Kulbhushan Jadhav case: India assessing legal options, says MEA

The MEA says Jadhav was sentenced to death in a "farcical trial"

kulbhushan_jadhav Kulbhushan Jadhav

India is assessing legal options in the Kulbhushan Jadhav case. On Wednesday, Pakistan announced that Jadhav, on death row and accused of spying, has chosen not to file a petition for review in his death sentence.

“We are assessing our legal options and remain committed to protecting [the] life of our Indian national’’ said Anurag Srivastava, spokesperson for the ministry of external affairs, at the weekly video briefing.

Pakistan has claimed that the Indian High Commission had been invited to file a review petition in Islamabad High Court even if Jadhav refused.

On May 2020, Pakistan issued an ordinance to review the sentence awarded by the military court, as directed by the International Court of  Justice. Jadhav had 60 days to file the review petition in the Islamabad High Court. In a special press conference on Wednesday, Pakistan claimed that it was willing to allow Jadhav to meet his father and wife on humanitarian grounds.

The Jadhav case is one of the biggest legal battles fought between India and Pakistan. Jadhav, a former naval officer, had been arrested in 2016 in Pakistan. He was accused of spying and sentenced to death.

India took the matter to the ICJ. In 2019, the ICJ ruled in favour of Jadhav offering him a lifeline. The verdict of the ICJ—a win for Jadhav—had held that Pakistan had to “provide, by the means of its own choosing, effective review and reconsideration of the conviction and sentence'' of  Jadhav, so as to ensure that full weight is given to the effect of the violation of the rights set forth in Article 36 of the Vienna Convention.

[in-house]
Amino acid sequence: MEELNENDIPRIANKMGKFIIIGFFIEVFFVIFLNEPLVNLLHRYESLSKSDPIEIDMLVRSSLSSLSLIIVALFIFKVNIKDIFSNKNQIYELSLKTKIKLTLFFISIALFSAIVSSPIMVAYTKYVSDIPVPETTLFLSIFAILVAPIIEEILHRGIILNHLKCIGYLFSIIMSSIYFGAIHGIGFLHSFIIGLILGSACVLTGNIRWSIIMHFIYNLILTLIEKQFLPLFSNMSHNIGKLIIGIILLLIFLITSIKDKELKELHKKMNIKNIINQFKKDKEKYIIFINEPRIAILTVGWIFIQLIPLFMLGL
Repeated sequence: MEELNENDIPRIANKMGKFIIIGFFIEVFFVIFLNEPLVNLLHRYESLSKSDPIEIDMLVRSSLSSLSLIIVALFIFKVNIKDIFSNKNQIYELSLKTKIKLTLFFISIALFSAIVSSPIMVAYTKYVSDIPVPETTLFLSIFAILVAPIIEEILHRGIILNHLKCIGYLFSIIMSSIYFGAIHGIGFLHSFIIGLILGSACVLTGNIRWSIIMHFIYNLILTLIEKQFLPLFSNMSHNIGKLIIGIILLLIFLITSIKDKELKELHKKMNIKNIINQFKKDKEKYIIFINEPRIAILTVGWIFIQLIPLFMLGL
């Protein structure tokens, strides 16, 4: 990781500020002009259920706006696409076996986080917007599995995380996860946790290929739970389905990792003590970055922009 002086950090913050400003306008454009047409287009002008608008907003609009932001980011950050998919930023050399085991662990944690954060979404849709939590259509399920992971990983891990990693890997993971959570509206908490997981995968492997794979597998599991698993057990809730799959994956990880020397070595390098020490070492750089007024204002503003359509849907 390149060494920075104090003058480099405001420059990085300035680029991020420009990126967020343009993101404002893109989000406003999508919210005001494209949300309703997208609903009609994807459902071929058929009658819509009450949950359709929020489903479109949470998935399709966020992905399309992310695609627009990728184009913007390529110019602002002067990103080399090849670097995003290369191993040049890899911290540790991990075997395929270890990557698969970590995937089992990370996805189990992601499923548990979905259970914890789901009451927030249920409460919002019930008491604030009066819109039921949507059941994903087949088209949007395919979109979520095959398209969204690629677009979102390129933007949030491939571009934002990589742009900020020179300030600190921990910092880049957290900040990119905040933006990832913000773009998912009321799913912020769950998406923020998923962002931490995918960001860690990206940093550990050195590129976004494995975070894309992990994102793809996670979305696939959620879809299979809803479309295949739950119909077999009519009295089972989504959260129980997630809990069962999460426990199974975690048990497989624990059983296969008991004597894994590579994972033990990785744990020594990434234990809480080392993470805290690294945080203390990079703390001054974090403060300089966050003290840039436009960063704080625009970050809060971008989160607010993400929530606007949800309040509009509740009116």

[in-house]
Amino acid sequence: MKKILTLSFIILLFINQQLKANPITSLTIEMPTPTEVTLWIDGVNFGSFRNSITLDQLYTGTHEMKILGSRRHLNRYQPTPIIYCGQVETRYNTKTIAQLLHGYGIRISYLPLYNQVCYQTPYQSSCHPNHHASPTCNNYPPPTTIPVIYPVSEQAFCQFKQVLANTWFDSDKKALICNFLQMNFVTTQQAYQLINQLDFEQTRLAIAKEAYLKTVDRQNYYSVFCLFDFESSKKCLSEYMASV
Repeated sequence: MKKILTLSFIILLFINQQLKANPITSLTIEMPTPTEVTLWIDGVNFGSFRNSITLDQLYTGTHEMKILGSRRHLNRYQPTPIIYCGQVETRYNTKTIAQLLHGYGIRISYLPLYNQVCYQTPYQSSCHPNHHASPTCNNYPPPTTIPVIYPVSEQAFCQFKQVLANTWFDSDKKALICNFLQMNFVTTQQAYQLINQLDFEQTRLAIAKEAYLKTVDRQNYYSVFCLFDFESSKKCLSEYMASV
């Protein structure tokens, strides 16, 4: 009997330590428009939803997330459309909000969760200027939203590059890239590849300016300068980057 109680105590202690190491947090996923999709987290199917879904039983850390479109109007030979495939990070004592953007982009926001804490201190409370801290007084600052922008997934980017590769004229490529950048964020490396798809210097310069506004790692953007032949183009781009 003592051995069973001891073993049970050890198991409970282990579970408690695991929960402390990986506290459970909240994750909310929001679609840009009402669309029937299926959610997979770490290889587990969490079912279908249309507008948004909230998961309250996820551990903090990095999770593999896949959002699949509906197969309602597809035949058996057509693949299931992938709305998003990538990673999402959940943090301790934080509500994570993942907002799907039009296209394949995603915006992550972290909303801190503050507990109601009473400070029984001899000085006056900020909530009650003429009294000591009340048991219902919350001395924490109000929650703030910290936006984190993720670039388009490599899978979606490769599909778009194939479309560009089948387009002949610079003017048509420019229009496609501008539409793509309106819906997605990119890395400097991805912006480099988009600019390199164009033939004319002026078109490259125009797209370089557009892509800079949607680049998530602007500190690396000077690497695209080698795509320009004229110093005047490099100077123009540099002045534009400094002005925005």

The court had also directed Pakistan to provide consular access. Pakistan had deprived India the right to have access to him in detention as well as the right to arrange for his legal representation. As Pakistan did not provide Jadhav with legal representation, even the confession—which Pakistan had held up was not valid—as he had been given consular access.

This review petition—in a civil court—offered him the chance at having a fair trial—unlike the “farcical trial’’ earlier. The decision not to peruse his review petition is “obviously coerced’’ India alleges.

Jadhav was “sentenced to execution through a farcical trial,’’ the ministry of external affairs statement read. “Since 2017, when Military Court carried out a farcical trial, Pakistan has refused to hand over any relevant document, including FIR, evidence, court order, etc in the case to India. Clearly, Pakistan is attempting to create a mirage of compliance with the ICJ judgment,’’ Srivastava said in a statement.

The relations between India and Pakistan have been at their lowest in the last few years. The two countries have reduced their diplomatic staff by 50 per cent at the High Commission.

The two have also been at loggerheads over the Kartarpur Corridor, which had been inaugurated in November last year.

Pakistan, has recently, thrown open the corridor in violation of the mutual agreement. "We are consulting various stakeholders,'' said Srivastava when asked how India reacts to the opening of the corridor.